Summer Game Fest Announces It Has Over 40 Partners Signed Up including Some of the Biggest Names in the Gaming Industry

Image: Summer Game Fest

Following the implosion of this year’s E3 event Summer Game Fest has announced that it has united most of the gaming industry for its presentation. SGF is happening on June 8 and is a digital event featuring demos, announcements, and other gaming-related news from the industry. It began in 2020 as a new approach to other in-person trade show events such as E3 that have waned in recent years, especially following the lockdowns following the pandemic. While numerous publishers and console manufacturers have gone the route of doing their own individual streaming events SGF has still managed to rope in many for its own.

Image: Summer Game Fest

Although Nintendo is absent from the list both PlayStation and Xbox are present and then both Steam and Epic Games are listed as well. On the developer/publisher side of the fence, we see such big names as Activision, Bandai Namco, Capcom, Devolver, EA, Sega, Square Enix, Ubisoft, Warner Bros., Techland, and more. Konami is also notably absent but it is believed that is due to the company already being committed to its own event that is in the works. Although SGF is a digital event there will be a showing at the YouTube theater in Los Angeles which will be hosted by Geoff Keighley. Tickets are available via Ticketmaster.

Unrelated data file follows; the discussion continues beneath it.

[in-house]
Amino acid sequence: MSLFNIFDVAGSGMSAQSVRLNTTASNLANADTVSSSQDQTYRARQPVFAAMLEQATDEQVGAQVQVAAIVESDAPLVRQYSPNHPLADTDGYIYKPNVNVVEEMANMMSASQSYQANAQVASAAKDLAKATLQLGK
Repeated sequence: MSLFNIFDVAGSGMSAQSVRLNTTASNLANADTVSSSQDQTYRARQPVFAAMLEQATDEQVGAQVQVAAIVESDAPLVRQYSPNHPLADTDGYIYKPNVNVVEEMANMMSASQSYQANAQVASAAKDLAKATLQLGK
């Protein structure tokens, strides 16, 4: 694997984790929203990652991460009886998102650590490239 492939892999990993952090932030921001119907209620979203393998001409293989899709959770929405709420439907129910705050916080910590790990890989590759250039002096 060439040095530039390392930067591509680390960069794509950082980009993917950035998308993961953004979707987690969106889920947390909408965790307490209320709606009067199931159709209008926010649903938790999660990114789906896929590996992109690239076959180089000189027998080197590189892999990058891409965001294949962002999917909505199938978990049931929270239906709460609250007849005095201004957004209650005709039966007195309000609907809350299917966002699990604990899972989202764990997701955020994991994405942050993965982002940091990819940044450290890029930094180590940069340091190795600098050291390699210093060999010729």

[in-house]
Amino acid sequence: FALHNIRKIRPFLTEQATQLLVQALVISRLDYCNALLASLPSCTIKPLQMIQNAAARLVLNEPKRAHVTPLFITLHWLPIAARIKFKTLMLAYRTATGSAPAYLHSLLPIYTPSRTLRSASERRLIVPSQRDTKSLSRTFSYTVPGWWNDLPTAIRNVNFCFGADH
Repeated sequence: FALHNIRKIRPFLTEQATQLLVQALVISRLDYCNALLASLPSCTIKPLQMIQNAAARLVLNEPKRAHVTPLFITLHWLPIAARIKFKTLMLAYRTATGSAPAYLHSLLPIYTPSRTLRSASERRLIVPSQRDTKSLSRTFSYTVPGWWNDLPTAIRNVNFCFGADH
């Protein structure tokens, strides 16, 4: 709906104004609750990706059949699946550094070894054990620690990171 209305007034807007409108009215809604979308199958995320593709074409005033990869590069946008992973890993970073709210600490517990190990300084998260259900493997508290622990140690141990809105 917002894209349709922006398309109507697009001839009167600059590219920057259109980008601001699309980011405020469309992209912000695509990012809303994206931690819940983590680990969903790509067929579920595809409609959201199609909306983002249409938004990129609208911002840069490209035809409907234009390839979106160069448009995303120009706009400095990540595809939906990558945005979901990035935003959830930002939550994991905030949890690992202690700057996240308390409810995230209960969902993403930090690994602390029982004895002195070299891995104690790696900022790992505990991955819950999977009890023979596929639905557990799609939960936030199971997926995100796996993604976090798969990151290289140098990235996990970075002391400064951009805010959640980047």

Brief Description:

“Launched in May of 2020, Summer Game Fest unites the entire video game industry for a summer celebration, featuring digital events, demos, announcements, and breaking news for video game fans.”

SGF or E3?

For those wondering if SGF was intended to replace E3 it has provided an answer to that very question in its own FAQ.

Was SGF created to replace E3?
Now in its fourth year, SGF is not a trade show but an entirely new concept: A digital, cross-industry festival accessible to fans around the world.”

This year’s event will be available to stream via YouTube, Twitch, Twitter, TikTok, Steam, and on other platforms. Those interested in co-streaming can also sign up here.

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Peter Brosdahl
As a child of the 70’s I was part of the many who became enthralled by the video arcade invasion of the 1980’s. Saving money from various odd jobs I purchased my first computer from a friend of my dad, a used Atari 400, around 1982. Eventually it would end up being a lifelong passion of upgrading and modifying equipment that, of course, led into a career in IT support.

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